In recent times, people have started using the word beast as a verb (i.e., beast it, you've got to beast harder).

Is there any information about when this trend started and how it came about?


2 Answers 2


It appears it is used mainly as military slang and in football.

to beast verb:

beast (third-person singular simple present beasts, present participle beasting, simple past and past participle beasted)

(UK, military) to impose arduous exercises, either as training or as punishment.

to beast — vb:

military slang , slang chiefly ( Brit ) ( tr ) to punish or torture (someone) in a manner that involves excessive physical exercise

to beast it (slang)

To use brute strength and massive force to do something. Also, this action may be classified as going crazy on an object. Perons who do these actions are usually called "beasts" or "savages." Usually used in association with football players, originating from the "savage" players who hit hard.

Person 1: Stupid stapler. It's not working. Football player: Just beast it. Person 1: Wow cool it works now.

The only evidence I can find in Ngram shows a very limited use of the expressions you mentioned. Hope other users can produce more evidence on this.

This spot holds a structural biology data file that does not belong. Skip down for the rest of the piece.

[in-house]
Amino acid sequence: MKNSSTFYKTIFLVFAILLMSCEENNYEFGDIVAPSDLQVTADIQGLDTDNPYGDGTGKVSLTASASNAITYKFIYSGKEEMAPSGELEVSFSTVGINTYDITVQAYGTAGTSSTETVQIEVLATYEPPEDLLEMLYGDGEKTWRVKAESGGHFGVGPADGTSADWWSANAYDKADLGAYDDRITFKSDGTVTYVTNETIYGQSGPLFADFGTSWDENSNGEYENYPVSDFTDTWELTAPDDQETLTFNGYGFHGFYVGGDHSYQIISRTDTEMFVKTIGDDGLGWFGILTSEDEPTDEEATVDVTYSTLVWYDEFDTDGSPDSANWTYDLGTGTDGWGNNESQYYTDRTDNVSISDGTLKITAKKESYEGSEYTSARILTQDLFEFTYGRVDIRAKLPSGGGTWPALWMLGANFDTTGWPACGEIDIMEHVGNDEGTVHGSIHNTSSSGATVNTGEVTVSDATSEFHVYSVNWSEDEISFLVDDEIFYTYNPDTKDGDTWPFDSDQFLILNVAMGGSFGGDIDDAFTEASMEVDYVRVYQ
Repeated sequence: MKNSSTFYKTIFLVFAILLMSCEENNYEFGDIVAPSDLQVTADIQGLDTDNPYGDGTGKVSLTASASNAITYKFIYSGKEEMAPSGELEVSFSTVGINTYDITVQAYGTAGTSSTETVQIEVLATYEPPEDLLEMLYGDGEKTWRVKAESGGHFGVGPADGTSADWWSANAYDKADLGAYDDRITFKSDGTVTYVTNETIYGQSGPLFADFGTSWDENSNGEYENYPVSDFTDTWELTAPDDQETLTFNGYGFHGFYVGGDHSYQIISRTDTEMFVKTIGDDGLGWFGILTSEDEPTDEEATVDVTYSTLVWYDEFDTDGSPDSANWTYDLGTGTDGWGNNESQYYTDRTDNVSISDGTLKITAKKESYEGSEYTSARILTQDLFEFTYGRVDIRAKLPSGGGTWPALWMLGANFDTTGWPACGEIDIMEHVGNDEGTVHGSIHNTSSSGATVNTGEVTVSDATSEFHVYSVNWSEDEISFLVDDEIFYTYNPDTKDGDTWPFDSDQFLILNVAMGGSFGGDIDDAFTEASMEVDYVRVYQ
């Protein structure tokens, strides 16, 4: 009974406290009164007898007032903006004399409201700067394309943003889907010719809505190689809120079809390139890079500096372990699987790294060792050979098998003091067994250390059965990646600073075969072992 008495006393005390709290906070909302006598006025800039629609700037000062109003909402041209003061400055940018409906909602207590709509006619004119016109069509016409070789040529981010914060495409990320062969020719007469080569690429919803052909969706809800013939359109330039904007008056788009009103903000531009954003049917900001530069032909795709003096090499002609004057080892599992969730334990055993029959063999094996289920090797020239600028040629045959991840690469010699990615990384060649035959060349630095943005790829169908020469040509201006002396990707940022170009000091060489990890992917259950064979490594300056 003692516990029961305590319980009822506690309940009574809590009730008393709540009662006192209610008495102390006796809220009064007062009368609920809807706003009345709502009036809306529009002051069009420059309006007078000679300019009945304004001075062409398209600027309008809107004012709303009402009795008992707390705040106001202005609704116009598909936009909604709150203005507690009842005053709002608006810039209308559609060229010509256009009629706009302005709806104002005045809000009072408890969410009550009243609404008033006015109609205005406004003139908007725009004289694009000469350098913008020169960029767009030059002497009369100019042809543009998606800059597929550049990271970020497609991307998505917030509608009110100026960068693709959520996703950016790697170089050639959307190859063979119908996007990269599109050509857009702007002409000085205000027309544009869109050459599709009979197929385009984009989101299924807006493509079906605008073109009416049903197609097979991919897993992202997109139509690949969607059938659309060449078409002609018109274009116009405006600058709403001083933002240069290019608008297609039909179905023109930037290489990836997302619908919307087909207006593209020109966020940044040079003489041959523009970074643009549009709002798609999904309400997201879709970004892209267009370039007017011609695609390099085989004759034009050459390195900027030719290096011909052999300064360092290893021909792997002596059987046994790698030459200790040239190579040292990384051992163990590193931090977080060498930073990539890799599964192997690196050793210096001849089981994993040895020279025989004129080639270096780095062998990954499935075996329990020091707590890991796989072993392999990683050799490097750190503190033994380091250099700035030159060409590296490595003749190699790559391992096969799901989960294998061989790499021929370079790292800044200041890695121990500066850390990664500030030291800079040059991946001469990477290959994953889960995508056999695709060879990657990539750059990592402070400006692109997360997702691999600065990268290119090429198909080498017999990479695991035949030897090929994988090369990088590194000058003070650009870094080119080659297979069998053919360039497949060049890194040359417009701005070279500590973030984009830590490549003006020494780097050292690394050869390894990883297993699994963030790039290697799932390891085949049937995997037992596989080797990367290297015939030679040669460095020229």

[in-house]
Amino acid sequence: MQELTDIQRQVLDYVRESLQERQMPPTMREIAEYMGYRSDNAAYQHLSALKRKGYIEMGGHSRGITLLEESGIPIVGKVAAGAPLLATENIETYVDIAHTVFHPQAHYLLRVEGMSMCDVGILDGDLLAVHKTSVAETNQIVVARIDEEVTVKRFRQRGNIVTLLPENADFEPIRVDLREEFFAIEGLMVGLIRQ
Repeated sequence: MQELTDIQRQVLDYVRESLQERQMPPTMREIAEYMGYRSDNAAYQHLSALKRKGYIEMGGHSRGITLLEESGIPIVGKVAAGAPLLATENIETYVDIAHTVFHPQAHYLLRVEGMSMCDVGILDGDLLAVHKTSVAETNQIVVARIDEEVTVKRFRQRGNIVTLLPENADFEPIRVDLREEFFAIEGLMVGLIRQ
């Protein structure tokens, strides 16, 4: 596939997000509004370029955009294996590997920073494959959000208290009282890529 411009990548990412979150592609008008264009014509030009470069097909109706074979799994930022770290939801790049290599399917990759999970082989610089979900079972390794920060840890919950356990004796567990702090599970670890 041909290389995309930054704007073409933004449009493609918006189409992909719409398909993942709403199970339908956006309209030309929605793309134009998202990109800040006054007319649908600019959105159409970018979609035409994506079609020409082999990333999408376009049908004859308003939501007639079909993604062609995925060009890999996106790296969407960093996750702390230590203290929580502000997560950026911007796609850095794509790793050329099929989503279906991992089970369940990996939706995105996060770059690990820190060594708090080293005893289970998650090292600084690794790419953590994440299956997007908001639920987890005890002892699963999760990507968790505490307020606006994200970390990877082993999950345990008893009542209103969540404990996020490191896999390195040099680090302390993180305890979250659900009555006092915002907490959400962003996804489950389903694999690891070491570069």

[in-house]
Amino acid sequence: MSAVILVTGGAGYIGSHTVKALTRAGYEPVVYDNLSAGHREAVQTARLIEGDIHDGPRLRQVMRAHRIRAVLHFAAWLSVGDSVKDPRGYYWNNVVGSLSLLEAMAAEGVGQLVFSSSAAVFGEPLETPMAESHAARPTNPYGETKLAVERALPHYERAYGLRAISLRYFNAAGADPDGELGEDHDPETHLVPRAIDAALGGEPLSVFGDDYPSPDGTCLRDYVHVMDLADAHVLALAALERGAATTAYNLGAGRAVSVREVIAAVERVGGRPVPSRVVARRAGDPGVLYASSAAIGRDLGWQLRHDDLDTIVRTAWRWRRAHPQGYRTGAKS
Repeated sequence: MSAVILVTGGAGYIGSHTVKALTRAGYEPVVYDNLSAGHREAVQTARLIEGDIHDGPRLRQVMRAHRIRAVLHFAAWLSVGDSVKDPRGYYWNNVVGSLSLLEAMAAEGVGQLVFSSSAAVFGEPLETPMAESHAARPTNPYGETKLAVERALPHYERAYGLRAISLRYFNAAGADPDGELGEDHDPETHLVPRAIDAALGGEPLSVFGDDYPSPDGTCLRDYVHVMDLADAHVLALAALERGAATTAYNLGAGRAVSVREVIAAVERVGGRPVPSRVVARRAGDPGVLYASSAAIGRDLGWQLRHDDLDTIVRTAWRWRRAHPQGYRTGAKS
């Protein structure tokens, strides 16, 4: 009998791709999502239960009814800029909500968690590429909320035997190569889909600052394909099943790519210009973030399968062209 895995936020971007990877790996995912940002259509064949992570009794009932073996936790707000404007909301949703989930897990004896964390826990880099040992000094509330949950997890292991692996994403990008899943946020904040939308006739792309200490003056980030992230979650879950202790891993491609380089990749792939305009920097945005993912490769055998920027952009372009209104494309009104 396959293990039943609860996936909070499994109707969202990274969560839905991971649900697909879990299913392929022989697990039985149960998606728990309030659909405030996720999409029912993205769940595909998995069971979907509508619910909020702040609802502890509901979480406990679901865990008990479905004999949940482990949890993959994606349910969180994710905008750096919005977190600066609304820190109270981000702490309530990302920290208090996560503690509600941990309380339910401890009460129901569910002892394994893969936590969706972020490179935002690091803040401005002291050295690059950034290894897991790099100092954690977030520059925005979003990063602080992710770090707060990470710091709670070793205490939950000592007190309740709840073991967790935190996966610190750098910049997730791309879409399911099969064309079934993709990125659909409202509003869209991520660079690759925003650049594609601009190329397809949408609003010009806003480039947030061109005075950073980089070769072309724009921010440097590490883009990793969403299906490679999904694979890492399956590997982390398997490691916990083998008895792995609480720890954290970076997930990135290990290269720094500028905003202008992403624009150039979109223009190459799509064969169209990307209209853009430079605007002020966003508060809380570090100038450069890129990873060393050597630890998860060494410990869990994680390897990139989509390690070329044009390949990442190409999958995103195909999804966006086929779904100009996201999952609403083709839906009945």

The OED entry for beast as a verb was last updated in 1887, but both of the senses they list are related to the military slang meaning “punishment/forfeit through arduous exercise” (which isn't listed explicitly). The citations are surprisingly early.

OED insists on documentary evidence of how a word has been used, which can make slang difficult to date. Slang might be expected to be first written long after it entered the language in speech. Beast as military slang has definitely appeared in print recently, but probably hadn’t before 1887. A Google Ngram search for beast_VERB finds nothing at all, even going back to 1600.

1. trans. To make a beast of, treat as a beast.

1646 S. Bolton Arraignm. of Errovr 151 And having thus beasted men, they [Papists] say to them..‘You are..in no way able to judge of Questions of truth.’

2. pass. In the game of Ombre: To fail to win the game (said of the Ombre), or to incur a forfeit for breaking the rules.

1653 T. Urquhart tr. Rabelais 1st Bk. Wks. v, We will not be beasted at this bout, for I have got one trick.

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